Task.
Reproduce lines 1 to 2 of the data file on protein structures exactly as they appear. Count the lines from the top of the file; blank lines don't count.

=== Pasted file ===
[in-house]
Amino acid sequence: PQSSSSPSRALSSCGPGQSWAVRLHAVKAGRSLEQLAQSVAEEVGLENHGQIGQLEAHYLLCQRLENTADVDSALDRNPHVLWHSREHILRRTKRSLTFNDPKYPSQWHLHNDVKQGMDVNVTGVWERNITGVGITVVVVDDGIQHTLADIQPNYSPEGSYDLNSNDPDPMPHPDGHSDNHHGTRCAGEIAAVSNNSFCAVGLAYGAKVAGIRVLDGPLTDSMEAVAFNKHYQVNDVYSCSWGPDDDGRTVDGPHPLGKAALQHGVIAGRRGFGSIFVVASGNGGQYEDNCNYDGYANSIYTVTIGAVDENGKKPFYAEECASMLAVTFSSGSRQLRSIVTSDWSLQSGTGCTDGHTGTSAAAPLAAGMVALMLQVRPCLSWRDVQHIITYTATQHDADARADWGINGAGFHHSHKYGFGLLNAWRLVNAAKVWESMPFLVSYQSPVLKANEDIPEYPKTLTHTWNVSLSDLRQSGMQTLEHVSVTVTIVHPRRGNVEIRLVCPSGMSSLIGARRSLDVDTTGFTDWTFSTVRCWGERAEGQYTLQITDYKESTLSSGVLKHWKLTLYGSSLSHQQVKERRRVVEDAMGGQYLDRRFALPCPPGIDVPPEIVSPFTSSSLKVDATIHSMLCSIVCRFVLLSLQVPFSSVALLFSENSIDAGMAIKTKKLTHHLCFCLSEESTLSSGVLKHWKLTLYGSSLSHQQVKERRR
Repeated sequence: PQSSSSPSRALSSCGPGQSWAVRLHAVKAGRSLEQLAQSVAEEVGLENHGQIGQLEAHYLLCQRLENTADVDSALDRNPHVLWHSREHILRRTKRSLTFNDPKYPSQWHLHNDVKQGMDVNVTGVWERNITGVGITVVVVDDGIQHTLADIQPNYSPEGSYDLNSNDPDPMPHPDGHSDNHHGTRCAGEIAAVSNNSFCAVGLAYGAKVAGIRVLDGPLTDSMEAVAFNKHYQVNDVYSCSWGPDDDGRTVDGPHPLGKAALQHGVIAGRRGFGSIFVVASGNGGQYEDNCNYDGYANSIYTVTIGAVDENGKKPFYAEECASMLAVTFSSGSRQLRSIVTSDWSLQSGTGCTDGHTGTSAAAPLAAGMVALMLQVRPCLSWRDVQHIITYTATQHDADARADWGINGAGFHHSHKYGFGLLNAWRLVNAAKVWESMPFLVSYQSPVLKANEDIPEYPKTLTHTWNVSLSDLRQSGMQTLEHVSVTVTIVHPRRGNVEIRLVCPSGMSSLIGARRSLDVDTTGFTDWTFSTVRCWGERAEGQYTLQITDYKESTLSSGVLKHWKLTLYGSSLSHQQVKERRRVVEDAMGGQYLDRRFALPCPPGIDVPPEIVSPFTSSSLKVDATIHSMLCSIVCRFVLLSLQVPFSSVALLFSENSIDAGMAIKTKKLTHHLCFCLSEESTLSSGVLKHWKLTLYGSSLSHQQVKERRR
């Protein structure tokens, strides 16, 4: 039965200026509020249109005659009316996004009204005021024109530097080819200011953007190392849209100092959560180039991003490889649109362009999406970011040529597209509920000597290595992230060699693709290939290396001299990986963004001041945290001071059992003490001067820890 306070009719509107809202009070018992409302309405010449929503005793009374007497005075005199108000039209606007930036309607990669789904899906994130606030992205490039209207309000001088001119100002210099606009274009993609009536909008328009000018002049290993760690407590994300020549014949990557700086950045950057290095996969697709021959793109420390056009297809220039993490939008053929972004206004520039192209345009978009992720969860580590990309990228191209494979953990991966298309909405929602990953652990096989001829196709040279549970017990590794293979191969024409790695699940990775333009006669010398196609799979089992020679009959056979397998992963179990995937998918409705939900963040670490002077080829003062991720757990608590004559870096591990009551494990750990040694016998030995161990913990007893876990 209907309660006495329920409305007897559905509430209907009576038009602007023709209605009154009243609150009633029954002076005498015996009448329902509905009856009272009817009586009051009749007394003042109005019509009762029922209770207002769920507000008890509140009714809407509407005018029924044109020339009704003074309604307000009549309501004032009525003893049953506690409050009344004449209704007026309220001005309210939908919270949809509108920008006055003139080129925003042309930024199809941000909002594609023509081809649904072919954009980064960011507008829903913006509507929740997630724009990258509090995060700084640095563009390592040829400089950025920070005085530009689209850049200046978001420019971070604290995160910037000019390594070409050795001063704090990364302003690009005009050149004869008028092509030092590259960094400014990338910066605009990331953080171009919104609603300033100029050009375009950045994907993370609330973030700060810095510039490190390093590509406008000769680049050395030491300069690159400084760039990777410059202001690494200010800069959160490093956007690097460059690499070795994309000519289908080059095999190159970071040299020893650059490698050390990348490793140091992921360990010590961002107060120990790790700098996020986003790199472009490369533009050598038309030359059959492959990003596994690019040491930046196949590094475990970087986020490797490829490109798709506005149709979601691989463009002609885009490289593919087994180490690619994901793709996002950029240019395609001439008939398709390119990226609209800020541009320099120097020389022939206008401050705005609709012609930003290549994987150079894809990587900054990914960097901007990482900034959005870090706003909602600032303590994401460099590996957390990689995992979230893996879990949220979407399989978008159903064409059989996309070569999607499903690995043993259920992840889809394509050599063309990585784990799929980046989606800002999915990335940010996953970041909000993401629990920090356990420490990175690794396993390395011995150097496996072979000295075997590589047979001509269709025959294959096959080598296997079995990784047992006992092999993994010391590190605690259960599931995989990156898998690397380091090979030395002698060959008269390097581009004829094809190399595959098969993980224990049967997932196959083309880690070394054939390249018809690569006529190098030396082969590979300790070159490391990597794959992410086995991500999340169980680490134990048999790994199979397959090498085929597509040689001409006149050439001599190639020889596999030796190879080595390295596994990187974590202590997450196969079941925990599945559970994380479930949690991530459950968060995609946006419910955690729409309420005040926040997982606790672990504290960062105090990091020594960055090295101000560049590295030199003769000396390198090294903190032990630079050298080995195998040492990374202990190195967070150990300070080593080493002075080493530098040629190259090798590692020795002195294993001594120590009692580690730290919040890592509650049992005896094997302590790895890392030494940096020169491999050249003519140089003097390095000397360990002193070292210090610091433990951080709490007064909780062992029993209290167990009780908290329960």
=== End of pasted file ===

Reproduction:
[in-house]
Amino acid sequence: PQSSSSPSRALSSCGPGQSWAVRLHAVKAGRSLEQLAQSVAEEVGLENHGQIGQLEAHYLLCQRLENTADVDSALDRNPHVLWHSREHILRRTKRSLTFNDPKYPSQWHLHNDVKQGMDVNVTGVWERNITGVGITVVVVDDGIQHTLADIQPNYSPEGSYDLNSNDPDPMPHPDGHSDNHHGTRCAGEIAAVSNNSFCAVGLAYGAKVAGIRVLDGPLTDSMEAVAFNKHYQVNDVYSCSWGPDDDGRTVDGPHPLGKAALQHGVIAGRRGFGSIFVVASGNGGQYEDNCNYDGYANSIYTVTIGAVDENGKKPFYAEECASMLAVTFSSGSRQLRSIVTSDWSLQSGTGCTDGHTGTSAAAPLAAGMVALMLQVRPCLSWRDVQHIITYTATQHDADARADWGINGAGFHHSHKYGFGLLNAWRLVNAAKVWESMPFLVSYQSPVLKANEDIPEYPKTLTHTWNVSLSDLRQSGMQTLEHVSVTVTIVHPRRGNVEIRLVCPSGMSSLIGARRSLDVDTTGFTDWTFSTVRCWGERAEGQYTLQITDYKESTLSSGVLKHWKLTLYGSSLSHQQVKERRRVVEDAMGGQYLDRRFALPCPPGIDVPPEIVSPFTSSSLKVDATIHSMLCSIVCRFVLLSLQVPFSSVALLFSENSIDAGMAIKTKKLTHHLCFCLSEESTLSSGVLKHWKLTLYGSSLSHQQVKERRR